Thursday, July 29, 2010

the tea party

When we were little my Dad used to follow us everywhere with a Super 8 movie camera. After the stage where we would show off for the camera, and as a few years pass, you can see that we are quite keen for the camera to go away. My Mum especially, hated it. And knowing now myself, how much I too loath to be photographed, I well and truly get Mum's movie sign language. Of course my Dad took no notice of us, and kept on filming. We used to have home movie nights, during which invariably, the reel would get stuck in the projector and burn. Eventually the films languished somewhere in a box as the world became digital. However, over the last few years, Dad has been bringing our old home movies up to speed. He has been putting them all on to DVD, and only now am I grateful that he didn't listen when we waved the camera away. His "Geriatric Productions", as he calls them, are truly precious. Not to mention hilarious - from first steps to first boyfriends. Everything for posterity. It makes me want to capture so much more of what my girls are up to.
Anyway, today he emailed me this little still shot. My friends and I are having tea. He thinks it shows off some early styling ability. I certainly always was a busy body. Some things, apparently, never change!

Amanda xx
(image Geriatric Productions)

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Monday, July 26, 2010

easy breezy - quick fix no. 6

Need some instant storage and shelving options? Enter the humble beer crate, which has cleverly upcycled itself into the perfect storage solution. A quirky yet practical idea for books, kids toys and playthings. 
Or as seen here, for shoes, and in the home office of this Auckland home, featured in the latest issue of Urbis magazine.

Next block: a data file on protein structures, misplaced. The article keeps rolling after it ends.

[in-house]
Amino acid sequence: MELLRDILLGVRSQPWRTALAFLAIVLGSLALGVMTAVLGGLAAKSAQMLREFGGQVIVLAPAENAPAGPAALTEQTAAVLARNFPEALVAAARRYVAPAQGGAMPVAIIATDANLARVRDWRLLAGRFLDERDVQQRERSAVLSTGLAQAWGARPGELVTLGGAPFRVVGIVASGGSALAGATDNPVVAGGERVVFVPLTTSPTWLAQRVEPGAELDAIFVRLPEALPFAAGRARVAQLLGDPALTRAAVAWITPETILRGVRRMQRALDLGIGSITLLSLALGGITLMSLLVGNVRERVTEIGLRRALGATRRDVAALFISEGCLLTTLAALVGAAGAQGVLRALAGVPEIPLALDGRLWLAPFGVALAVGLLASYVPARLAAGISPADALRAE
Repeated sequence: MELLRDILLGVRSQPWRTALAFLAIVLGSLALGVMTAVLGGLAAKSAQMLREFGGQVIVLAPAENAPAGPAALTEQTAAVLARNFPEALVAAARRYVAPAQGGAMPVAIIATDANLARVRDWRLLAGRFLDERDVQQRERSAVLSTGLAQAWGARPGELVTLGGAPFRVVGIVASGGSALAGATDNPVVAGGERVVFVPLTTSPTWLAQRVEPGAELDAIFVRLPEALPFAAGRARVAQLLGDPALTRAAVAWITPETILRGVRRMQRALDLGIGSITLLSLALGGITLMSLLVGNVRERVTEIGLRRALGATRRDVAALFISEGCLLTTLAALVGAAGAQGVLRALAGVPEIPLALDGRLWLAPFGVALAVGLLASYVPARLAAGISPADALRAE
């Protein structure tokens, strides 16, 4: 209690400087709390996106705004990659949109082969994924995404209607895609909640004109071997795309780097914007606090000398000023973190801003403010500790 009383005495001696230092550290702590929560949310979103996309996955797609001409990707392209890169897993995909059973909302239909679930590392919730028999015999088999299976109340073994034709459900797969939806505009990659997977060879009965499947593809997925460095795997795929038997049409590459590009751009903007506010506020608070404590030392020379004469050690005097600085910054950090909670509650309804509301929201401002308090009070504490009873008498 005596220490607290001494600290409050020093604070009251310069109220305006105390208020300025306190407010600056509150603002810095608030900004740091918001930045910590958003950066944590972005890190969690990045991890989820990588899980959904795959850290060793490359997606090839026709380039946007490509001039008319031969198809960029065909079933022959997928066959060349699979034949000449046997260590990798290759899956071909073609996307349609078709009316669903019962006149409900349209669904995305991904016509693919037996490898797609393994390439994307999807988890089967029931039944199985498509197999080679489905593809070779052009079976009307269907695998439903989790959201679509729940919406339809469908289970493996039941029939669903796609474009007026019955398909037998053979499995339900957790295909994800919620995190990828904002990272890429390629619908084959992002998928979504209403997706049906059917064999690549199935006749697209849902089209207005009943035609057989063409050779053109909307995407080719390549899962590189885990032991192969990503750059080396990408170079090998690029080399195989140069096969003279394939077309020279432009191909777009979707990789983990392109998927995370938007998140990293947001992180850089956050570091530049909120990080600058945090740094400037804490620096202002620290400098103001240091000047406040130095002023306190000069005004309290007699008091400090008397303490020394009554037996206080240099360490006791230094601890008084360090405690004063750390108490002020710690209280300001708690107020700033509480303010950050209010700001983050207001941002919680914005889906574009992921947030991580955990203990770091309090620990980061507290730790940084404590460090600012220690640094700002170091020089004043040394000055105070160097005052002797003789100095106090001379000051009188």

And for those of you who think some of the graphics in the graffitti artwork look familiar, but you're not sure where you've seen them - have a closer look at some of your favourite Federation tees, or your kids favourite minti tees (from Small Acorns of course). This home just oozes the personality of these popular street wear labels, so it comes as no surprise to learn that this is where co-directors and owners Nick & Jenny live. Diamonds in the sky on the wall. and a minti lightening cloud applied to an old picture. I love the vibrancy of colour together with a little urban grunge & eccentricity. It's a very cool space.
For some more crate ideas in my home click here...

Amanda xx
(images by Larnie Nicolson for urbis magazine)

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Thursday, July 22, 2010

take a seat - the bentwood chair

Now that I think about it, my magpie tendencies started when I was quite young. Particularly my collections of all things interior, both old and new. I remember, back in the medieval times (as Milly would say), when I finished my pharmacy exams my friends and I went shopping to celebrate. They bought clothes. I put a dinner set on layby. OK, I probably bought clothes too, but what I was going to do with a dinner set I still don't recollect.
Anyway, my chair fetish started way before that - pre-medieval. And the first chair I ever bought, while still at high school, was one of these - a Thonet Bentwood. It cost me $8. I'm not sure why I remember this detail, but for some reason I do. It was half of my weeks wages earned as an office cleaner after school. High finance! Not as fancy as this chair. It was more your classic bentwood cafe chair, no curly arms, a little bit rickety, a few creaks as I sat on it doing my homework. But lovely all the same, and not bad considering how old it possibly was.
The Thonet Bentwood chair was first created in 1859. It became the first mass-produced chair in the world. The original flat-pack. Since then it has been in continuous production with over 50 million chairs produced to date. These iconic chairs have been featured in everything from Renoir paintings to Madonna videos.